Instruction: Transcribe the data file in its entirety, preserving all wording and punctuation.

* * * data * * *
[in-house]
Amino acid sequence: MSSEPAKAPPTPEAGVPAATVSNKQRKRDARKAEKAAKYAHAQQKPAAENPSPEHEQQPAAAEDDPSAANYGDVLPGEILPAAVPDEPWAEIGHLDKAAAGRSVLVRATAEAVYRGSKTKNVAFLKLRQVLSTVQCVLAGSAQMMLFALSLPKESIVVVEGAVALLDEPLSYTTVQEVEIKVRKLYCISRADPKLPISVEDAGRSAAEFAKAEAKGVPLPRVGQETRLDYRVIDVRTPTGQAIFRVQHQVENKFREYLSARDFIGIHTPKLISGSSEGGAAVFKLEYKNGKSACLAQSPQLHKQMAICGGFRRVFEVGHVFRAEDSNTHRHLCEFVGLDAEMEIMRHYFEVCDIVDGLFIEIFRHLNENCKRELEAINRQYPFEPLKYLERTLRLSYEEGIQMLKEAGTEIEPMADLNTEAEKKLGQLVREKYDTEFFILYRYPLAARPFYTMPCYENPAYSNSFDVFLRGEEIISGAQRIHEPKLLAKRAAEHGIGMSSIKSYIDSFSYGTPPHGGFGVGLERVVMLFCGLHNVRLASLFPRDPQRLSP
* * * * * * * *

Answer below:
[in-house]
Amino acid sequence: MSSEPAKAPPTPEAGVPAATVSNKQRKRDARKAEKAAKYAHAQQKPAAENPSPEHEQQPAAAEDDPSAANYGDVLPGEILPAAVPDEPWAEIGHLDKAAAGRSVLVRATAEAVYRGSKTKNVAFLKLRQVLSTVQCVLAGSAQMMLFALSLPKESIVVVEGAVALLDEPLSYTTVQEVEIKVRKLYCISRADPKLPISVEDAGRSAAEFAKAEAKGVPLPRVGQETRLDYRVIDVRTPTGQAIFRVQHQVENKFREYLSARDFIGIHTPKLISGSSEGGAAVFKLEYKNGKSACLAQSPQLHKQMAICGGFRRVFEVGHVFRAEDSNTHRHLCEFVGLDAEMEIMRHYFEVCDIVDGLFIEIFRHLNENCKRELEAINRQYPFEPLKYLERTLRLSYEEGIQMLKEAGTEIEPMADLNTEAEKKLGQLVREKYDTEFFILYRYPLAARPFYTMPCYENPAYSNSFDVFLRGEEIISGAQRIHEPKLLAKRAAEHGIGMSSIKSYIDSFSYGTPPHGGFGVGLERVVMLFCGLHNVRLASLFPRDPQRLSP